Life by the numbers: More bikes = fewer bike collisions


By Rebecca Bowe


Things were finally beginning to fall into place for Jon Aguon. The 24-year-old college student and avid surfer and skater had completed his summer courses the day before, he’d just signed a lease on a place in the city, and he planned to spend the afternoon at a skate park on Potrero Avenue. He loaded up his skateboard, hopped on his bike, and started making his way there.

The trouble started when a bus stopped ahead of him, blocking the bike lane. In a matter of seconds, Aguon looked over his shoulder, checked for oncoming traffic, and began maneuvering around it. That’s when the Ford Expedition entered the picture.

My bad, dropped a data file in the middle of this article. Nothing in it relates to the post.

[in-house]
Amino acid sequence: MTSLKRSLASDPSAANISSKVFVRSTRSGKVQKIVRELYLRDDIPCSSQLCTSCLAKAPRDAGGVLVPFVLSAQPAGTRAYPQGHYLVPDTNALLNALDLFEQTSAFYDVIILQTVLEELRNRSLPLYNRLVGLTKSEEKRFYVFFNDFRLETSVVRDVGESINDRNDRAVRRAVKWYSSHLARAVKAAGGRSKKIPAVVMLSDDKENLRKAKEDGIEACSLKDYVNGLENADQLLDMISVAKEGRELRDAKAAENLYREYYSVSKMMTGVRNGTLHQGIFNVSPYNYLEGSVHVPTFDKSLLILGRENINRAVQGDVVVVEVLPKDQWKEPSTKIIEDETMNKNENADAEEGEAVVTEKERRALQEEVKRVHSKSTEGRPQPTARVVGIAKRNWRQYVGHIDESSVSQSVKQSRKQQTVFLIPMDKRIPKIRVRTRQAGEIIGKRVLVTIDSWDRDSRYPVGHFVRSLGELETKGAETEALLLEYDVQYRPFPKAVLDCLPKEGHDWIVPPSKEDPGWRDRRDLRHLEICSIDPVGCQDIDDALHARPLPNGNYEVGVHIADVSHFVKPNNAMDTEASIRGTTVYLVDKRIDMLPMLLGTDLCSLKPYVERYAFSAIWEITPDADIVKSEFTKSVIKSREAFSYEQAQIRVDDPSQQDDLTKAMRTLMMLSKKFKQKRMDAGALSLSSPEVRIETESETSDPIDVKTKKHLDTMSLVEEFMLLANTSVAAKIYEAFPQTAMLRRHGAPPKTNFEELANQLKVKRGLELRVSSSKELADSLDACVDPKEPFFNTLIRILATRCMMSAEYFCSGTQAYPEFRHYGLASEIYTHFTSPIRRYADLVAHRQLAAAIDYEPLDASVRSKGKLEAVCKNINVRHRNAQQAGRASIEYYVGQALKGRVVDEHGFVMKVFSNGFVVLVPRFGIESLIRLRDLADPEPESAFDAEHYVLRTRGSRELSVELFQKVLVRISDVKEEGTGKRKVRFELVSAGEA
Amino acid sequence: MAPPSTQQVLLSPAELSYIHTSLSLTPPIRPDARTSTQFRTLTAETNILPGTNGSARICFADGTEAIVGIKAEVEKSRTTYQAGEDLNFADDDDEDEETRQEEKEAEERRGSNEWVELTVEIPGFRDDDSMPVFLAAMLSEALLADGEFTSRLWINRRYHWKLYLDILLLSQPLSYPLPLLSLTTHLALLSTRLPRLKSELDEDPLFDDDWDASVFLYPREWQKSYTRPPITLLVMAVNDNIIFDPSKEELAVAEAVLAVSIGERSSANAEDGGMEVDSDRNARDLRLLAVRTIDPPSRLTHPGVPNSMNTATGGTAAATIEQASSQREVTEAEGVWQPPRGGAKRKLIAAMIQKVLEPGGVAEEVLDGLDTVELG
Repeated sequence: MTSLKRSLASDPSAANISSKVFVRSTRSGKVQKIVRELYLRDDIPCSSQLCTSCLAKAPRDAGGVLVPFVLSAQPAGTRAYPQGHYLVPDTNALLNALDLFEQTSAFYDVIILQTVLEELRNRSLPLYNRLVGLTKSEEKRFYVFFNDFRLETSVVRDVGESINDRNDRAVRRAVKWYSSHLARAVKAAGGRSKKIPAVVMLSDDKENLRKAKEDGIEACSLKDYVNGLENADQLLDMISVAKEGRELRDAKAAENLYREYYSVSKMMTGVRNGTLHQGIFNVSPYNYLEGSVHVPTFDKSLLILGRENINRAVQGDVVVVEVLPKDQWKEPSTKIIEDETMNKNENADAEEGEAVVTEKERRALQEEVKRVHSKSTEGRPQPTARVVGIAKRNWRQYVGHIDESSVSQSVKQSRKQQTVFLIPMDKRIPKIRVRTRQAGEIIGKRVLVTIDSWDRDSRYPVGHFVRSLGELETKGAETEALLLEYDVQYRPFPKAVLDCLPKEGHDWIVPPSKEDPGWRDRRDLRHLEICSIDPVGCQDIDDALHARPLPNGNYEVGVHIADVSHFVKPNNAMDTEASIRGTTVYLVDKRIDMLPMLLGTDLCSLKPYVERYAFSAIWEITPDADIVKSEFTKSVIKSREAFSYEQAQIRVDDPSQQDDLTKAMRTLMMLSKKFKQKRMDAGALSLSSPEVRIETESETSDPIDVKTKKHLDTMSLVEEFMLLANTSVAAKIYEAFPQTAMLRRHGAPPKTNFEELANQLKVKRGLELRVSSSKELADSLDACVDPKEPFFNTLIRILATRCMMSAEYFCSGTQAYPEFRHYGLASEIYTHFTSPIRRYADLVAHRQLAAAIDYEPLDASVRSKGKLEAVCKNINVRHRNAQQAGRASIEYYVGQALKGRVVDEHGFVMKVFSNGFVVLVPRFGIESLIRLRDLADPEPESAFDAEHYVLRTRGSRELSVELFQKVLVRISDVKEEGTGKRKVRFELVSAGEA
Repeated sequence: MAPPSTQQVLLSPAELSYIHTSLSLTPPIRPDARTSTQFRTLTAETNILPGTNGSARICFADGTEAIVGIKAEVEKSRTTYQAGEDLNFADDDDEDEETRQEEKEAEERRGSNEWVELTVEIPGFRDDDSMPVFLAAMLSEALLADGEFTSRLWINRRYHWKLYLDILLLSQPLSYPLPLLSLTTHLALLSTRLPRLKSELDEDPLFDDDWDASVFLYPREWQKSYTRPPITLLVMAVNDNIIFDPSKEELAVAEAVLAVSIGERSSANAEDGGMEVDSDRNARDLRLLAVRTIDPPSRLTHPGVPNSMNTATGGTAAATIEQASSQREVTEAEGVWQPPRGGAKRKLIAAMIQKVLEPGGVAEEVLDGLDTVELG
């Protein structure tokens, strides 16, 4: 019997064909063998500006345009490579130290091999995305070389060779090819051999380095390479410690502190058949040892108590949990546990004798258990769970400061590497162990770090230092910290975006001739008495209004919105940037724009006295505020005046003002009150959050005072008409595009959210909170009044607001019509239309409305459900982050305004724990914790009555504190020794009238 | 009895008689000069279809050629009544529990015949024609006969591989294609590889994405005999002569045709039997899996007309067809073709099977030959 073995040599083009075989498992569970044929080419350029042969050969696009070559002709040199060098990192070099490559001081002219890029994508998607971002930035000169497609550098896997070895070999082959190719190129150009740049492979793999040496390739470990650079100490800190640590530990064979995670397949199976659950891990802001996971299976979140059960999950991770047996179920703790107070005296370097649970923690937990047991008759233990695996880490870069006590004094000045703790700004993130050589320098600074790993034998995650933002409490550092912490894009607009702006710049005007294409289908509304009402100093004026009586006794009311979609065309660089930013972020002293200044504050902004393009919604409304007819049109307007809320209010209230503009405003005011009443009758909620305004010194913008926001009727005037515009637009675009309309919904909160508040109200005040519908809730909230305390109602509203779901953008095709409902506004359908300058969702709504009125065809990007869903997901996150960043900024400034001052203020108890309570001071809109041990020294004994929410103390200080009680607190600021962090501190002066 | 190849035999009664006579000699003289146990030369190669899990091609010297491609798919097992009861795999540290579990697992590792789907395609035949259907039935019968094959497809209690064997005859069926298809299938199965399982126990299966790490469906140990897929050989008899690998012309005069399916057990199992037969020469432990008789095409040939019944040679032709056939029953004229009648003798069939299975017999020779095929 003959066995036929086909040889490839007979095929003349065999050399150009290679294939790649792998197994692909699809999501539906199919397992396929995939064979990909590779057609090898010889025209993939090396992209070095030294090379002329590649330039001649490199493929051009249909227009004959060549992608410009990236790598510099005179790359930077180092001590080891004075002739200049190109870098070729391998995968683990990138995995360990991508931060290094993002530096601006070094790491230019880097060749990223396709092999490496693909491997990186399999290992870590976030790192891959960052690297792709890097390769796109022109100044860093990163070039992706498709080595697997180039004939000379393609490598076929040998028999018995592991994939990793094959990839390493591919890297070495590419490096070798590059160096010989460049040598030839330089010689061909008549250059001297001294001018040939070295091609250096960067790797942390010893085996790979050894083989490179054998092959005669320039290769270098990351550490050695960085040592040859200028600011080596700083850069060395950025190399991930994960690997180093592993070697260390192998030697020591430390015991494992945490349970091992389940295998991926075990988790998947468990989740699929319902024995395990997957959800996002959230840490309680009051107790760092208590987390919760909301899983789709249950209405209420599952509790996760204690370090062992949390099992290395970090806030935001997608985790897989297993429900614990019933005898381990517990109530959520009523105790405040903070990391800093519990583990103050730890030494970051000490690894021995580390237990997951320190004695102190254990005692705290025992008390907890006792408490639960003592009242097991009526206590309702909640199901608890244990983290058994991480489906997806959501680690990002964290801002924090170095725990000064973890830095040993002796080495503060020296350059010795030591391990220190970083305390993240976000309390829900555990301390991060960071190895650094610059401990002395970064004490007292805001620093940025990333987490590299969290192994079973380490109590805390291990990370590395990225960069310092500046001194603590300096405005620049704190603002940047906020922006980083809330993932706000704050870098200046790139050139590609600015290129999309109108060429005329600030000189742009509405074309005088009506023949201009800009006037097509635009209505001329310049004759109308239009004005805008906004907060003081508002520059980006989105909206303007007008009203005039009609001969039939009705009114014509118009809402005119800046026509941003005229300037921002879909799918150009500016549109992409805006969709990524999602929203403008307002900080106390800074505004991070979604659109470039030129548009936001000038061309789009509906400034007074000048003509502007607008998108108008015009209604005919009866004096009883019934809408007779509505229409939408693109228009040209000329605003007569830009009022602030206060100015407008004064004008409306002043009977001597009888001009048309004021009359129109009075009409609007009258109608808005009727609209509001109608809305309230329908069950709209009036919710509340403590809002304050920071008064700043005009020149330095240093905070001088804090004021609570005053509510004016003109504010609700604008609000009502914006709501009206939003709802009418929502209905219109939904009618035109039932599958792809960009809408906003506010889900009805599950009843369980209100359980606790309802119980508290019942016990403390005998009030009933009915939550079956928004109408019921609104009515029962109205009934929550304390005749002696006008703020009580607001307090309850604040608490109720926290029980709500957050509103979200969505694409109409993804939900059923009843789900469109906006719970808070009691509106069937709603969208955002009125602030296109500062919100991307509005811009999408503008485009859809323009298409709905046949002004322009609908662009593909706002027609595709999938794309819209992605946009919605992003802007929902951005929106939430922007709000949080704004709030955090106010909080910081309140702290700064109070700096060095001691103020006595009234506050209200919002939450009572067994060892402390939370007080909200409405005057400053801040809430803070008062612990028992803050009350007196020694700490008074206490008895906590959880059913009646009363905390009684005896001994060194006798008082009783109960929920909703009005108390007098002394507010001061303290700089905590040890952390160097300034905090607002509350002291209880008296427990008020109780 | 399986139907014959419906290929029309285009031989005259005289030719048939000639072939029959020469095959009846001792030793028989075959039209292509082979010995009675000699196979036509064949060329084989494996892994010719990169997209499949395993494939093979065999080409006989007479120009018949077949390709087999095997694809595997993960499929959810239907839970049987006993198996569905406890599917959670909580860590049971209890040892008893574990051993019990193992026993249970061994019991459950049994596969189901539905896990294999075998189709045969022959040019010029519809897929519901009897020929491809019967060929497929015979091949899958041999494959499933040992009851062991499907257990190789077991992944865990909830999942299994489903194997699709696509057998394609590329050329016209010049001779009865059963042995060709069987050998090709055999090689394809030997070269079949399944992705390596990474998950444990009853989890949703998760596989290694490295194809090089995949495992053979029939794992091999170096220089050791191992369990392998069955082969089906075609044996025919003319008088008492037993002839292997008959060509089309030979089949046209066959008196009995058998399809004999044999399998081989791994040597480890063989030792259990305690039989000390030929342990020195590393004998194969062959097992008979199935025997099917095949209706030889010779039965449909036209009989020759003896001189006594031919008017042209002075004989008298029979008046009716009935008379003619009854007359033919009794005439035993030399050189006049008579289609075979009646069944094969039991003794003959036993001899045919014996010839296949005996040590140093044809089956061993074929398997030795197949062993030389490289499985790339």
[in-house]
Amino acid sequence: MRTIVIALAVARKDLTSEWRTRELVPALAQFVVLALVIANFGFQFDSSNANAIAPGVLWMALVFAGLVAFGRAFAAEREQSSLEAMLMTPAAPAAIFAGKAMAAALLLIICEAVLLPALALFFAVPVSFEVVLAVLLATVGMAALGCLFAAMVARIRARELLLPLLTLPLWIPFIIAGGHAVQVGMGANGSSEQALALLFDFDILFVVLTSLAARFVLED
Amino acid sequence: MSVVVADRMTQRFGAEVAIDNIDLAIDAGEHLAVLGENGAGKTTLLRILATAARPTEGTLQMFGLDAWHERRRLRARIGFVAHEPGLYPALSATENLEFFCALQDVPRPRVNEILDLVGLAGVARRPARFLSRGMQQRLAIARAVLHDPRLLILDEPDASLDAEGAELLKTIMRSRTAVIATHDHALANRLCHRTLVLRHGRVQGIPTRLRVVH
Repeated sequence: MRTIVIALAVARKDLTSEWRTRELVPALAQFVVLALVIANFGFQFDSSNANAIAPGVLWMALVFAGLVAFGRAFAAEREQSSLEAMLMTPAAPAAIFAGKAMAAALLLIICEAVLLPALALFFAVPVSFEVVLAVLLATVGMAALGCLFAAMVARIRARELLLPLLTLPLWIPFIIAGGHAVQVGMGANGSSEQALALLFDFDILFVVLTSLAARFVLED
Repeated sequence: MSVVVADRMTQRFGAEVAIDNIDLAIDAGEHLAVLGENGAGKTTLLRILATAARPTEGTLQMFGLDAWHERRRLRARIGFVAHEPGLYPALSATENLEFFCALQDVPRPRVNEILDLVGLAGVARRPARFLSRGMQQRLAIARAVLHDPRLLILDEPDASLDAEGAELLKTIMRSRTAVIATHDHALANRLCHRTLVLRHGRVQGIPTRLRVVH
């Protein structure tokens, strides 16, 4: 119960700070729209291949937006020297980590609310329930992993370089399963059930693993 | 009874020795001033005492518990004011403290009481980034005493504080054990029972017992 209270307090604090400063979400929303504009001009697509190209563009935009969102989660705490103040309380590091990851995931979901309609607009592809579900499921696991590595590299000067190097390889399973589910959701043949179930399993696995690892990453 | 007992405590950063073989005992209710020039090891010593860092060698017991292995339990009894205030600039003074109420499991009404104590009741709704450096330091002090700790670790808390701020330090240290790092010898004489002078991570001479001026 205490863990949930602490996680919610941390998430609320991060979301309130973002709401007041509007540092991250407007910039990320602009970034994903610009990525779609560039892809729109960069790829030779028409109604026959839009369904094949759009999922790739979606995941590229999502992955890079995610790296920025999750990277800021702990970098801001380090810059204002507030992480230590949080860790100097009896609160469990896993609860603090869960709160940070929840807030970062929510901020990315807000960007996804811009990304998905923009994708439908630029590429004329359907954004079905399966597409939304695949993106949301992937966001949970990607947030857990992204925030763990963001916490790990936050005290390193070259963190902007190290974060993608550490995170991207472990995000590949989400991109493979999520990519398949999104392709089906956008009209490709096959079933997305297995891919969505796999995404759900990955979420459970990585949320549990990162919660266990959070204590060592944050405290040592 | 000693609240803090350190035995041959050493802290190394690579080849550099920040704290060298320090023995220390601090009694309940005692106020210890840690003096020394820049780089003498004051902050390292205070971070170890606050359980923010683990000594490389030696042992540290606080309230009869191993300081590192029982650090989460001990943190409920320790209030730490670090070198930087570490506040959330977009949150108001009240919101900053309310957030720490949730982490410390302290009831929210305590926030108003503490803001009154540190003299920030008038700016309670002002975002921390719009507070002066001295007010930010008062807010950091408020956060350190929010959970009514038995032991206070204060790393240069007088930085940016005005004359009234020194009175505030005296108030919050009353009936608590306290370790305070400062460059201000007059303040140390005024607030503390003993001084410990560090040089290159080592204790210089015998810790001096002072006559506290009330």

“I remember the split second before I got hit, the roar of the Expedition motor. I knew exactly what this car was doing: accelerating to pass me,” he says. “Well, it didn’t pass me.”

Aguon says he bounced off the SUV, spun a 540, and then wound up landing on his knee. The shock set in, and he immediately curled into a fetal position. Moments later, he stood shakily. There was a sharp pain in his back, and a large blood spot was forming on his jeans at the kneecap. As he stood there dazed, the driver left his name and number with a nearby cyclist and drove off.

The bike accident occurred almost a year ago, and now Aguon -- who suffered a broken rib, a badly sprained ACL and a bruised and swollen Tibia from the ordeal -- says he’s still at just a fraction of his strength. Since the collision, “I haven’t even tried surfing,” he says.